The Innovative Truth of Modern Sports
STAFF WRITER BRYAN ALBARRAN
As the world becomes more innovative, it is no surprise that technology continues to improve the quality of sports. From an athlete’s health to the accuracy of a game, institutionalists have been constantly designing innovations to help athletes worldwide, which can be clearly seen when examining the sport of football. As people become more accustomed to letting technology take over, many forget that their own senses help more.
The constant fear of brain injuries have motivated the rise of many inventions that reduce the risk of concussions. Brain injuries in football are very common among athletes, even with the multiple pieces of equipment. According to SportTechie, a newly designed neck collar called the Q-collar has improved the injury sustained for players by compressing the head to increase blood flow to the head. A handful of athletes have began to use the Q-Collar. Players such as Luke Kuechly, a linebacker for the Carolina Panthers, is expected to report the success of the new equipment by the end of the season. As shown, the improvement of an athlete’s health has proven to become more important to sport officials.
In the highest levels of soccer games, goal-line technology has been used since 2012 to help mark goals. In high standard competitions, such as the World Cup, goal-line technology has been used to count goals that may be deemed as misses from the human eye. Since its first use, the technology has not faced many problems but for some teams, the electronics have cost them their games. In the recent game between Caen and Rennes, a shot was blocked by the goalie along the goal line and did not cross the line. According to the goal-line tech and reports from FOX Sports, the shot was marked as a goal. After a heated argument between referees and coaches, the referees focused on the visual facts and called off the goal. Innovations like the tech used in soccer may improve the accuracy of a game but their flaws may hinder a team’s success.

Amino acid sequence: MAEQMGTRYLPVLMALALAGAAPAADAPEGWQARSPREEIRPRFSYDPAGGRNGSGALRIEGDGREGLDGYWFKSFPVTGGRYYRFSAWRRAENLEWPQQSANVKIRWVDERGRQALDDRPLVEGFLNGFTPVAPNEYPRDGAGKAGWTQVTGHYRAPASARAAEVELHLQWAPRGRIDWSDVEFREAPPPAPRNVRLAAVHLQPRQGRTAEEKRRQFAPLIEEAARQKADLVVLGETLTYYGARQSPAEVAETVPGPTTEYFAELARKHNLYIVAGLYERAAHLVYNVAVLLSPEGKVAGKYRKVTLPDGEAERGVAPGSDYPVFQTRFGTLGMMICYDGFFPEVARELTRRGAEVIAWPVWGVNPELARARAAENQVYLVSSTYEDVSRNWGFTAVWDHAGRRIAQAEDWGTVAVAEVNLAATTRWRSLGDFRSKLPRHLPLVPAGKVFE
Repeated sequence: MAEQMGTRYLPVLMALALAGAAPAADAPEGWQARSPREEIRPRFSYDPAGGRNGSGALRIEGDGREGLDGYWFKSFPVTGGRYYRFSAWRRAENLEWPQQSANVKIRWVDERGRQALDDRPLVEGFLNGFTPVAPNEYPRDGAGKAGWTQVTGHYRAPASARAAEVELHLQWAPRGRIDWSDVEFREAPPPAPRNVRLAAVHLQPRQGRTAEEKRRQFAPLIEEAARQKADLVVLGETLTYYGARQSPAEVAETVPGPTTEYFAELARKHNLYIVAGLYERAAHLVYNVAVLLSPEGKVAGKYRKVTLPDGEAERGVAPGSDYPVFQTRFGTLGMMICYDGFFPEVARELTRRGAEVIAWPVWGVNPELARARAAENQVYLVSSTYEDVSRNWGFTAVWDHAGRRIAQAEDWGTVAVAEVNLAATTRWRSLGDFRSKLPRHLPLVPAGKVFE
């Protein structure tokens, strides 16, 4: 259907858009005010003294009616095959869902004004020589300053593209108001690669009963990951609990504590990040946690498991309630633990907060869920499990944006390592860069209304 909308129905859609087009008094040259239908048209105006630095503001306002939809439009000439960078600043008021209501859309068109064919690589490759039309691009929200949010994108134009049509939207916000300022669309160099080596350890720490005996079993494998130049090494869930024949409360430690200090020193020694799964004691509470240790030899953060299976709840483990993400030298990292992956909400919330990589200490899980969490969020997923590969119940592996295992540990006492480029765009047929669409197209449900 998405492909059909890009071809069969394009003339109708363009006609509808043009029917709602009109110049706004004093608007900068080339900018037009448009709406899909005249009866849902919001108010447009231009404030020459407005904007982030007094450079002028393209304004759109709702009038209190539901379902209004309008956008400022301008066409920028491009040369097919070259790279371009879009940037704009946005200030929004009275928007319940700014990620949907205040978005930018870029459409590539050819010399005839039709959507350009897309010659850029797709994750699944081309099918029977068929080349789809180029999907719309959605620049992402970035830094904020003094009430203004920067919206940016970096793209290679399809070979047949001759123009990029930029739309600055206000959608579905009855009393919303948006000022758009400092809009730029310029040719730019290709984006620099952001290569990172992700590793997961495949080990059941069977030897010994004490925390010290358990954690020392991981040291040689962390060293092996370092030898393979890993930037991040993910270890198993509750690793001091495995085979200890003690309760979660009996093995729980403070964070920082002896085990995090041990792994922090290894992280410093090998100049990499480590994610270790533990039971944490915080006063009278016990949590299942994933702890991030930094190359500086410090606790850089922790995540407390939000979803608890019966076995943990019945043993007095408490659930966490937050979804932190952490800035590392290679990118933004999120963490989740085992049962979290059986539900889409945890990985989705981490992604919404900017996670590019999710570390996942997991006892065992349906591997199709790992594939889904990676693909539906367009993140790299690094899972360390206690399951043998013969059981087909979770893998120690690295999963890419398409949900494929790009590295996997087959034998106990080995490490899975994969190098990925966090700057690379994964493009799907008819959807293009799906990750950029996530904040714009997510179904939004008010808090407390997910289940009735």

In another case, the intelligence of robots may be underestimated and overrule the common sense of a referee. In another soccer game within the Netherlands league, an ordinary play was marked as a foul. As the game officials used a drone to watch the game overhead, the footage of the foul made it seem like a goalie purposely tripped a player. While from the eyes of many fans and phone recordings, the goalie obviously went for the ball and accidentally tripped the player. Ignoring the multiple opinions of spectators, the referees called the play a foul and handed the opposing team a penalty. In cases where tech is being used for the improvement of game analyzation, it is best to stick with our own inferences.
The positive and negative effects of electronics in sports differ depending on what problem is being improved. Even though computers can calculate a mathematical problem faster than a human can, it is sometimes better to rely on human instincts. Technology should be applied to sports but only for the betterment of health and on the behalf of accuracy and precision, the calls should be left to the normal human referees.